Schematic summary of the steps used to investigate site informativeness. Individual alignment positions are sequentially analysed for their concordance to a global phylogeny. Base identity is used to assign groups which are then use for calculation of an association value through group segregation in a neighbour-joining tree of the alignment where non-bootstrap supported branches are collapsed. The AI index is its ratio to the mean association value of 10 sequence label order randomised controls (representing the null expectation of no association). Finally, the Shannon entropy score, representing site heterogeneity is recorded.

Fig 7. Distribution of association index values in virus datasets.

Frequency distributions of AI values at variable sites in alignments of representative viruses showing unbiased (left) or elevated (right) C->U/U->C transition asymmetries and with comparable overall sequence divergence (MPD values listed in Table 1). Histograms were sub-divided based on their Shannon entropy range (see key for colour coding; minimally variable sites (Shannon entropy < 0.3) were excluded). Insets show the corresponding tree topologies for each virus analysed, for large datasets (HCV, EV-A71; DENV1), trees based on randomly selected representative sequences are shown for clarity. Phylogenetic trees drawn to scale are provided in S2 Fig.

Broadly, the observed differences arose from different genetic structuring of sample populations; phylogenetic trees from alignments with predominantly informative sites showed a marked degree of structured internal branching (S2 Fig), while variants of HCV and HPgV-1 showed deep branching and little ordering of sequences beyond their initial diversification. The differences in tree structure between datasets were quantified using a lineage through time plot generated by the LTT program in the Phylocom package [27] (S3 Fig). This depicts the substantial lineage diversification of HCV, HPgV-1 and to lesser extents of MNV and FMDV-A at the base of the tree, and a contrasting late diversification of JEV, DENV1, HPeV-3 and EV-A71.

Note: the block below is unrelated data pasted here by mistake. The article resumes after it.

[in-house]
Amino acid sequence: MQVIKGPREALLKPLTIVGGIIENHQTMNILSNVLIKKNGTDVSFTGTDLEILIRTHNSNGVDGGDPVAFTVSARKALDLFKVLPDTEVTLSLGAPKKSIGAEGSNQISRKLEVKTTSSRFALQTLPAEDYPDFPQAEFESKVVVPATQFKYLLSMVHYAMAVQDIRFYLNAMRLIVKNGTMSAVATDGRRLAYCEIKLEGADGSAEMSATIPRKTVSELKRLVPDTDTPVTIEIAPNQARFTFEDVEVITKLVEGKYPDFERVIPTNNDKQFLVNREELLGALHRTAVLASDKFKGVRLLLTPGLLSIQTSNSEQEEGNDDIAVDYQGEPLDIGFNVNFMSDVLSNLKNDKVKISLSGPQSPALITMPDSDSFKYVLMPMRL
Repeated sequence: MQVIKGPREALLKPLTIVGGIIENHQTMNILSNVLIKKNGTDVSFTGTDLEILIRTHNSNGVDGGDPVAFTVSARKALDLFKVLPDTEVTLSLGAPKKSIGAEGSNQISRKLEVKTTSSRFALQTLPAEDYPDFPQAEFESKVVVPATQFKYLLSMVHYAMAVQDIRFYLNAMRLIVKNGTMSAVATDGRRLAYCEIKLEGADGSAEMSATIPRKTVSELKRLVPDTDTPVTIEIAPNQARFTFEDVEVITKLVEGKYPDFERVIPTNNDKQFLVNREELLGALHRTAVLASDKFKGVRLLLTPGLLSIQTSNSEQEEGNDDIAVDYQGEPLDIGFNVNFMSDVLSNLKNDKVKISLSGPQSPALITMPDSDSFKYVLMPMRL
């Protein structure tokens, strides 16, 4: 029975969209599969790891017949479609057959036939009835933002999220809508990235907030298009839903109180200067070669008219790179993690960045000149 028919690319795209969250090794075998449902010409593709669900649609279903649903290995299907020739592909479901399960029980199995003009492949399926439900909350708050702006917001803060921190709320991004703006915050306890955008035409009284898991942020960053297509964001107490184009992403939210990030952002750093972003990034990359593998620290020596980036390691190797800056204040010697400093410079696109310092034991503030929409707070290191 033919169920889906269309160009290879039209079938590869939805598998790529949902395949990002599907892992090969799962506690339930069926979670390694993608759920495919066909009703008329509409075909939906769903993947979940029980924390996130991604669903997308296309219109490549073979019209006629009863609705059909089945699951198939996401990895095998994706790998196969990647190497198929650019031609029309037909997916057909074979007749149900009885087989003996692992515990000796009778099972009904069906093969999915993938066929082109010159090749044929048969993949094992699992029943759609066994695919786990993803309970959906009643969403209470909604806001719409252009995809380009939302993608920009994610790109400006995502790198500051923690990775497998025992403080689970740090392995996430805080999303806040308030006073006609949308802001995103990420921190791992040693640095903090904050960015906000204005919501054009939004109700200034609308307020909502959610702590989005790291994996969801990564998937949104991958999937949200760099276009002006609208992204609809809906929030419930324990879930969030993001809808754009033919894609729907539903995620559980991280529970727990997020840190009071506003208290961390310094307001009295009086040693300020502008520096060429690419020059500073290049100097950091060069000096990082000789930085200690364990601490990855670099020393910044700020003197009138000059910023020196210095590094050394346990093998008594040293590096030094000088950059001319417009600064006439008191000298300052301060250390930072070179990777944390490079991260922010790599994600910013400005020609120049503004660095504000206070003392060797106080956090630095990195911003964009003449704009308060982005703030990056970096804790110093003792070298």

Irrespective of the actual distributions of AI values (and associated differences in tree topologies of the different RNA virus datasets), categorisation of sites based on AI value ranges allowed an investigation of whether C->U transition frequencies were specifically over-represented at phylogenetically uninformative sites as would be expected if these mutation were subject to homoplasy (Fig 8). Amongst representative viruses showing C->U/U->C transition asymmetry (HCV-1a, HPgV-1, MNV and FMDV-O), there was a significant excess of C->U transitions compared to other transitions at uninformative sites (AI values > 0.2; Fig 8; upper left graph), in contrast to ratios observed in the unbiased dataset (EV-A71, JEV, DENV1 and HPeV-3; upper right graph). Excess C->U transitions were also more extensively distributed at sites of medium / low Shannon entropy values (lower left graph). Contrastingly, the representation of other transitions (U->C, G->A and A->G) showed no association with either AI score or site variability. The relationship between excess C->U changes at sites with high AI values and low variability is consistent with the hypothesis for extensive homoplasy specifically of this transition.

Fig 8. Effect of association index values and site variability transition frequencies.

Relative frequencies of different transitions at sites varying in AI value, reflecting their phylogenetic informativeness (A), and in sequence heterogeneity (B). Bar heights show means of the four component virus datasets; error bars show standard errors of the mean). Frequencies of C->U were compared with frequencies of the other three transitions in each band using the Mann-Whitney U test; significant values shown in red.

Contribution of C->U transitions to viral diversity